Speaking at the final farewell ceremony at Marghazar Zoo earlier today, Malik Amin Aslam Khan, advisor to Pakistan Prime Minister Imran Khan on climate change and global vice president of the International Union for Conservation of Nature (IUCN), acknowledged the poor conditions under which Kaavan has been kept.
While Kaavan brought joy to millions of Pakistanis, we didn’t give him the same in return, he reportedly said, adding it was time to retire him to his new home.
Rather the dry, almost treeless compound Kaavan has endured alone for the past eight years, at his new home in Cambodia Kaavan will have some 10,000 hectares (25,000 acres) of protected lush, tropical jungle to explore and, more importantly, other elephants to interact with.
Preparations for transporting Kaavan began on Sunday and were finally completed at about 5am this morning. The flight from Islamabad to Siem Reap is expected to take some six hours to complete, putting Kaavan trunk down in Cambodia around midday or early afternoon.
Documented by Smithsonian Channel
The remarkable story of the four-year battle by Cher, Friends of Islamabad Zoo, Four Paws, Free the Wild, and a host of other people to free Kaavan from his miserable surroundings and find him a new home is being documented by Nutshell TV Ltd. and Two Wise Monkeys Entertainment for Smithsonian Channel. A documentary with the working title Cher’s Elephant Airlift is slated as a special presentation in 2021.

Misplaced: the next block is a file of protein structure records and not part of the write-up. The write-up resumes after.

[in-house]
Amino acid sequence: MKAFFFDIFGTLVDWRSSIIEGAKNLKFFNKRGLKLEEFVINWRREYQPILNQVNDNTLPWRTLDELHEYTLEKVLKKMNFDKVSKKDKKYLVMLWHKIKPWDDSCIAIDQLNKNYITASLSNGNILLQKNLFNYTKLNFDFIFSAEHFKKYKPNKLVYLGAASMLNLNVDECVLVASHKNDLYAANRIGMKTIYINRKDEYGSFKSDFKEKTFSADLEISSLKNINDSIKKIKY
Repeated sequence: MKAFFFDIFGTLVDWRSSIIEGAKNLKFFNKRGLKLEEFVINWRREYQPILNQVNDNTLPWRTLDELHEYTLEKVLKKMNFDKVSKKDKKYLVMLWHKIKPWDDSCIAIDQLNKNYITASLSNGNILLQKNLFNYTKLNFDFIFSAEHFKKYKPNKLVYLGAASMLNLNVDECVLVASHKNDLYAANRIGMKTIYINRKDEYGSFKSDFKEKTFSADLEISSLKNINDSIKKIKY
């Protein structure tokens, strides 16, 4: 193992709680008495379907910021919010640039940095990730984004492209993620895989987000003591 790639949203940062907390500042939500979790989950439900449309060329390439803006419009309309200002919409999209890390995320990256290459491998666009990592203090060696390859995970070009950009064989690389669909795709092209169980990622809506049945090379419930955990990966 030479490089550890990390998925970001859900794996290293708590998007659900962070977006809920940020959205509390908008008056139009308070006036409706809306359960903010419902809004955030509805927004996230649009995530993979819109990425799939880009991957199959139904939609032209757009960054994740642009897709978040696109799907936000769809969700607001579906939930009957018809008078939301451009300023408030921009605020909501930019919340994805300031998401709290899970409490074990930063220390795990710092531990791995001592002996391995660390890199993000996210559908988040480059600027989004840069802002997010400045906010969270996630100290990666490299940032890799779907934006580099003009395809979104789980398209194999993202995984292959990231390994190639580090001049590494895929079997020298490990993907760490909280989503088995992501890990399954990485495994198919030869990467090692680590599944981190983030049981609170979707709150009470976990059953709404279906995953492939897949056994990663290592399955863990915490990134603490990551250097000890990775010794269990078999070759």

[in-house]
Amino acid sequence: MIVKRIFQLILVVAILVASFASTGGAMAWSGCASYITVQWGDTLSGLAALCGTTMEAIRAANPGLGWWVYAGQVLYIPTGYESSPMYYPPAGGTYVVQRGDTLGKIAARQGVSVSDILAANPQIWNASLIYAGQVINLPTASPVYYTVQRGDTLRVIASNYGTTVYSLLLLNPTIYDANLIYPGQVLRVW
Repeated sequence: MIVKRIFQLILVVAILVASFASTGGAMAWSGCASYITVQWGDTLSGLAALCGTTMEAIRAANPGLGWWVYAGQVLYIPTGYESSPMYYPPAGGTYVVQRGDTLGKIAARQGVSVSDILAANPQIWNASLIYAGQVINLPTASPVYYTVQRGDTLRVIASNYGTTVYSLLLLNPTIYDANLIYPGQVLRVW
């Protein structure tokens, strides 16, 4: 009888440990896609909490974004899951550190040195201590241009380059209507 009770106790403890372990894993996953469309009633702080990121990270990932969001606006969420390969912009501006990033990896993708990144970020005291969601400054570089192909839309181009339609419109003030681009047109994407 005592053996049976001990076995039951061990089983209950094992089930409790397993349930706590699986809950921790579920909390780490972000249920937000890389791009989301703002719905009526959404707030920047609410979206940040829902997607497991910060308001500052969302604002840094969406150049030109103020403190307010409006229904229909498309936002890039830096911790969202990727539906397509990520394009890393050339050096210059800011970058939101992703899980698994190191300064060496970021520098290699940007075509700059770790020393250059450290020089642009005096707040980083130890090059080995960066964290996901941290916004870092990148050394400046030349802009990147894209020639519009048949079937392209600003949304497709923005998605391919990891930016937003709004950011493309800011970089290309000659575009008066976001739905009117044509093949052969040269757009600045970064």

Despite the international celebrity status Kaavan has attained, and which Cher has maintained throughout her long and distinguished career, the office of Cambodia Prime Minister Hun Sen, and the Embassy of Pakistan in Cambodia, have remained mute over the pending arrival.
Neither have responded to multiple requests as to what arrangements were being made to welcome Kaavan and his entourage of vets, and carers, particularly in light of Cambodia’s new strict quarantine requirements and an active COVID-19 flare-up in the capital.
On November 29 Pakistan reported 2,829 new COVID-19 cases and 43 deaths to bring the total number of cases to 395,185, the 28th highest globally, while 43 deaths saw total deaths reach 7,985, the 30th most in the world. In the USA COVID-19 is totally out of control.